Associations Between Objective and Subjective Socioeconomic Status, Perception of Family Resources, and Child Psychopathology Symptoms in Preschool Years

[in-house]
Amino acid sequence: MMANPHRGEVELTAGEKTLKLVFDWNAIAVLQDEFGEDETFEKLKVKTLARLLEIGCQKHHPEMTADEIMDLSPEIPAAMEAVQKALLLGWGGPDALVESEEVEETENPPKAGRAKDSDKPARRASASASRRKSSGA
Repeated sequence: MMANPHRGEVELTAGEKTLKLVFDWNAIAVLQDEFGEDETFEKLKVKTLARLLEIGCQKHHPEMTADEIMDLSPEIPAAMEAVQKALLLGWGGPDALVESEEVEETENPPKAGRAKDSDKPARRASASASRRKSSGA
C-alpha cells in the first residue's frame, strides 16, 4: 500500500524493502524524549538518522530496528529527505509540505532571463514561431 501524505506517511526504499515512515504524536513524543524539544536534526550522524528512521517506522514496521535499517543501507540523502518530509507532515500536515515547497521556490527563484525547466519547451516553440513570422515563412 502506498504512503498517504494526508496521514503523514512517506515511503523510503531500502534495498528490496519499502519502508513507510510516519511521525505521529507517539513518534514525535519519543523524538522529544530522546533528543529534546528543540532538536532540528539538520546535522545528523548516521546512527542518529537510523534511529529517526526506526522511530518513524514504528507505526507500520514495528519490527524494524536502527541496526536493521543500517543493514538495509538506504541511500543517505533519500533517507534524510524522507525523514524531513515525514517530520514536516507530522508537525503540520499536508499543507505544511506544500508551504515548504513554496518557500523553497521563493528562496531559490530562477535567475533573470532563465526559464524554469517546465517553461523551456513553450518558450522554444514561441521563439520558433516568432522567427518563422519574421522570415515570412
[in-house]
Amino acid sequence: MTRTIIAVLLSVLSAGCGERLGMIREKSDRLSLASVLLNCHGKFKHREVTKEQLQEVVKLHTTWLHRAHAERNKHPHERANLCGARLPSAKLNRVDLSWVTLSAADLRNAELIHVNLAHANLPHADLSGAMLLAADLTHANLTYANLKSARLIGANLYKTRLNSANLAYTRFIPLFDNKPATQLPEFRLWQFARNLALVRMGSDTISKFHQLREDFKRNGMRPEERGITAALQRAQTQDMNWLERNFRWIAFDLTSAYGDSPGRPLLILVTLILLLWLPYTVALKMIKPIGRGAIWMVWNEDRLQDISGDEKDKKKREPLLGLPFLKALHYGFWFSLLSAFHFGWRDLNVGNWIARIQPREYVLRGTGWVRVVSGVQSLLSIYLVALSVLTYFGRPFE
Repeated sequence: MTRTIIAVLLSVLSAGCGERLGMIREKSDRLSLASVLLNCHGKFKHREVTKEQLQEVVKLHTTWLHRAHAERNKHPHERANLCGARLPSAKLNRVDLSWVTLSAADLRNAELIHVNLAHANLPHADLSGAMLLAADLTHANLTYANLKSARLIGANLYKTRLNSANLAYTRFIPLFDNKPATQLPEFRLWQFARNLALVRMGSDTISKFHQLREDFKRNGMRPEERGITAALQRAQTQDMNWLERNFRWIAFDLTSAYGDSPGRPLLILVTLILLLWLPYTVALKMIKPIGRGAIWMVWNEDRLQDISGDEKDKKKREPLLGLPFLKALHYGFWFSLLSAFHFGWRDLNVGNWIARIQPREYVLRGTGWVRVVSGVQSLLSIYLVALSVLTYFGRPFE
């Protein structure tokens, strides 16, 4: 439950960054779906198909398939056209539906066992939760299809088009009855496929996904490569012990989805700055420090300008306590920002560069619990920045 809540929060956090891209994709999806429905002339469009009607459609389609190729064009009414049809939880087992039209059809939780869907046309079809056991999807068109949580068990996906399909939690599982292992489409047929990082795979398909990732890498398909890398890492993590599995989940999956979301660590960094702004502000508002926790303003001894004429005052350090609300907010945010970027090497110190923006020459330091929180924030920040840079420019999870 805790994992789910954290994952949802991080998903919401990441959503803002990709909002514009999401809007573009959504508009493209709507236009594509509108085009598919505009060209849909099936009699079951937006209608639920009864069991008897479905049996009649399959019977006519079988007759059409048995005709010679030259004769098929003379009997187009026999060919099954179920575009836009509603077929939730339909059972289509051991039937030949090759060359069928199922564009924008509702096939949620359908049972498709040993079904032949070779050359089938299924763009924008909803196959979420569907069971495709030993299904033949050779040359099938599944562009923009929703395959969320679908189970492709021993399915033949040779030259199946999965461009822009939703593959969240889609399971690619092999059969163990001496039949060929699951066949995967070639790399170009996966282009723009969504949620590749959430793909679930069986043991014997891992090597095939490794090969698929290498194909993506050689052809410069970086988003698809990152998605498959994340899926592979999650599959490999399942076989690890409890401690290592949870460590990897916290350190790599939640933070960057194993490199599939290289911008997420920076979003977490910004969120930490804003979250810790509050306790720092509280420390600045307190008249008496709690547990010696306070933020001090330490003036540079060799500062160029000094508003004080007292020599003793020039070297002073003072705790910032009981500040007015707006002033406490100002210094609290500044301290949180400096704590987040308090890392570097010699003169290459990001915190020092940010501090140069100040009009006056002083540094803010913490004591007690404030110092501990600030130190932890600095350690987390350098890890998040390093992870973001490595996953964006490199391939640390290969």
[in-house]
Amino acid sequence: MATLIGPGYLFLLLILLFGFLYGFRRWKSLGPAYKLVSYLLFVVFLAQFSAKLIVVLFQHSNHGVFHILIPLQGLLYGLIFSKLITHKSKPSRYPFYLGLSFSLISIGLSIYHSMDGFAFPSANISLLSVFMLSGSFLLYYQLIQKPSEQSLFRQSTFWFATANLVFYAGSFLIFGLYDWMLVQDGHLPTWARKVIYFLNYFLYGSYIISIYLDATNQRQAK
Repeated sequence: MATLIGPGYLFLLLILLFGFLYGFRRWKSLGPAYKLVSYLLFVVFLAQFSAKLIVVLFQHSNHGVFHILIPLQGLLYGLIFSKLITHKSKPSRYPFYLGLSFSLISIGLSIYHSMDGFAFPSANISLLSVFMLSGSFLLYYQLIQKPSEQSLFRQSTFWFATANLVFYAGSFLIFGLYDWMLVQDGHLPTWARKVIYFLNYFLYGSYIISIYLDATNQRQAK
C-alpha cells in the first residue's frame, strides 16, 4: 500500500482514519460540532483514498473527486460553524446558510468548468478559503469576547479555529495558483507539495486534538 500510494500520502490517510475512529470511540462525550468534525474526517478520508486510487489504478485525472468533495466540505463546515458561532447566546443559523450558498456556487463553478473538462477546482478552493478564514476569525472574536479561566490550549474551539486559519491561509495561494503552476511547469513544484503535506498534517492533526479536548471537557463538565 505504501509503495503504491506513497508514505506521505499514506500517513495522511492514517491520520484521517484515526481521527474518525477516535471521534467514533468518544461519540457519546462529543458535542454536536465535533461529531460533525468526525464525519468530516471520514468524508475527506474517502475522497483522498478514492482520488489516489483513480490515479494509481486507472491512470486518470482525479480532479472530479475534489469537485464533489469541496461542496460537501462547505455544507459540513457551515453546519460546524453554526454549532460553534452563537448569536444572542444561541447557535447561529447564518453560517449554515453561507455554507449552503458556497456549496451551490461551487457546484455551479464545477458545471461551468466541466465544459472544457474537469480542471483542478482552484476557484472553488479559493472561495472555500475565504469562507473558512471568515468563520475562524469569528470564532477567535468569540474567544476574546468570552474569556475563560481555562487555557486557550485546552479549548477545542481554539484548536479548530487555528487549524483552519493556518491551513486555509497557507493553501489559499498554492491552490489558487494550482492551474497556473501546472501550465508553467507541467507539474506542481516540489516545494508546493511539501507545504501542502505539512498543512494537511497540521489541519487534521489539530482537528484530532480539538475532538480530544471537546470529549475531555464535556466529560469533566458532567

The purpose of this study was to analyze the associations between the domains of objective and subjective socioeconomic status, perception of family resources, and psychopathology symptoms in preschool-aged children. The sample consisted of 44 low income multi-ethnic families from the Houston area. These families were recruited from preschools, community centers, and service organizations. Parents self-reported demographic information, subjective socioeconomic status through the ladder scale, and child psychopathology symptoms through the Behavioral Assessment System for Children, Second Edition. Family resources were determined through their own scale, and child behavior was measured through the Conners Early Childhood-Parent measure. Correlation analysis revealed that income-to-needs ratio, Hollingshead index, parental education level, overall subjective perception, and perception of overall family resources were not significantly associated with any of the child psychopathology symptom variables. Linear regression model revealed that family growth and support subscale scores were significantly associated with defiance/aggressive behaviors in preschool years. Results showed that higher levels of perception of resourcefulness in family growth and support, and family necessities and health, were associated with lower levels of child defiance/aggressiveness. Findings support the need for longitudinal designs with larger power, as well as the need to observe other behaviors such as cognitive adjustment.